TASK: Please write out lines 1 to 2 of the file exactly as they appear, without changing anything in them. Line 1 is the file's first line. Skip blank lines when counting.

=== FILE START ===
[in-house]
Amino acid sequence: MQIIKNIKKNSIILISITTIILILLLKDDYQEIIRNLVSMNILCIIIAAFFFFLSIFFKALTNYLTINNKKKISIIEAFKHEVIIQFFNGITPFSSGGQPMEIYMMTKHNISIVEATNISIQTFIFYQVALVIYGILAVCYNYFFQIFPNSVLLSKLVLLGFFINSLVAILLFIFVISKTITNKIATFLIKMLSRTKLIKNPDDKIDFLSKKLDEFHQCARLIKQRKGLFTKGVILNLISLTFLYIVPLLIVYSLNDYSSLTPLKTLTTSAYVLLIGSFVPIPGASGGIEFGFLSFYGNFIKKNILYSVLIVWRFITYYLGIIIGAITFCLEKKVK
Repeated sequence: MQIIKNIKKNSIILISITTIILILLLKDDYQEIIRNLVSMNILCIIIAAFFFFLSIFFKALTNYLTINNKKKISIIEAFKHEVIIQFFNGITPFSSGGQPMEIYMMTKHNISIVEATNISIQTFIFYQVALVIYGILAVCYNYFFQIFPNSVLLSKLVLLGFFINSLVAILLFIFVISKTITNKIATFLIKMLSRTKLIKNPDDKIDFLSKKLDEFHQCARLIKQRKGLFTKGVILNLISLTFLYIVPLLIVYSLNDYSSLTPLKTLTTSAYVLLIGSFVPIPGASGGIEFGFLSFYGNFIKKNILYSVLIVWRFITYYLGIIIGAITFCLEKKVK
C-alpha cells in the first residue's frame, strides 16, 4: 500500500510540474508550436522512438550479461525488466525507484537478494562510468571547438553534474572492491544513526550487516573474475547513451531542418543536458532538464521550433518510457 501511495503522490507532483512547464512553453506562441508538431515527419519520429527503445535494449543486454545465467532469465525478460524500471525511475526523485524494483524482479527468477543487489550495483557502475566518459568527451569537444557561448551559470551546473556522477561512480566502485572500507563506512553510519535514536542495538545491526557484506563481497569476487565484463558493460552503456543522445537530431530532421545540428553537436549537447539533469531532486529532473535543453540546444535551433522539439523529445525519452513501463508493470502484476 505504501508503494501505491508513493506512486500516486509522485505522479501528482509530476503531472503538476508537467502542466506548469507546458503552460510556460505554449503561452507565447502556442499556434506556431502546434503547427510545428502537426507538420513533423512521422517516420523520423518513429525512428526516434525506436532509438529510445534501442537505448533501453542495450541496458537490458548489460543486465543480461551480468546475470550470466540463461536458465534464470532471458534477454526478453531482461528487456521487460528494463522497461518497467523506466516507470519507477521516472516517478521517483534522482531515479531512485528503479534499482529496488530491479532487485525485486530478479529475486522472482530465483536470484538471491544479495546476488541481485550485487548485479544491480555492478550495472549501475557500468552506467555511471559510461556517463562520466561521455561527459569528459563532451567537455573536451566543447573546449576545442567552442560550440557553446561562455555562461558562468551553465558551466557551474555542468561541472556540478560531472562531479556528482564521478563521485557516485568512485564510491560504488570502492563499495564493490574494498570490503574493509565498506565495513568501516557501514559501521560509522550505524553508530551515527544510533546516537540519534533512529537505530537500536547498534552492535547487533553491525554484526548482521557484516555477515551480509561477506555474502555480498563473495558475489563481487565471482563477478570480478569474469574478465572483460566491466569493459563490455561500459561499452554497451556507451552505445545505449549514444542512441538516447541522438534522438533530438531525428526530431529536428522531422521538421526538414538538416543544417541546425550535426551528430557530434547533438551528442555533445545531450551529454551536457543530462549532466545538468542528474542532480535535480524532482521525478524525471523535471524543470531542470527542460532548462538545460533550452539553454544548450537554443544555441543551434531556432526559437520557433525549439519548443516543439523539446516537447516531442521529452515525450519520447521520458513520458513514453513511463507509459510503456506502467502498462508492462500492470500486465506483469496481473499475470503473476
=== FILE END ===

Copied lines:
[in-house]
Amino acid sequence: MQIIKNIKKNSIILISITTIILILLLKDDYQEIIRNLVSMNILCIIIAAFFFFLSIFFKALTNYLTINNKKKISIIEAFKHEVIIQFFNGITPFSSGGQPMEIYMMTKHNISIVEATNISIQTFIFYQVALVIYGILAVCYNYFFQIFPNSVLLSKLVLLGFFINSLVAILLFIFVISKTITNKIATFLIKMLSRTKLIKNPDDKIDFLSKKLDEFHQCARLIKQRKGLFTKGVILNLISLTFLYIVPLLIVYSLNDYSSLTPLKTLTTSAYVLLIGSFVPIPGASGGIEFGFLSFYGNFIKKNILYSVLIVWRFITYYLGIIIGAITFCLEKKVK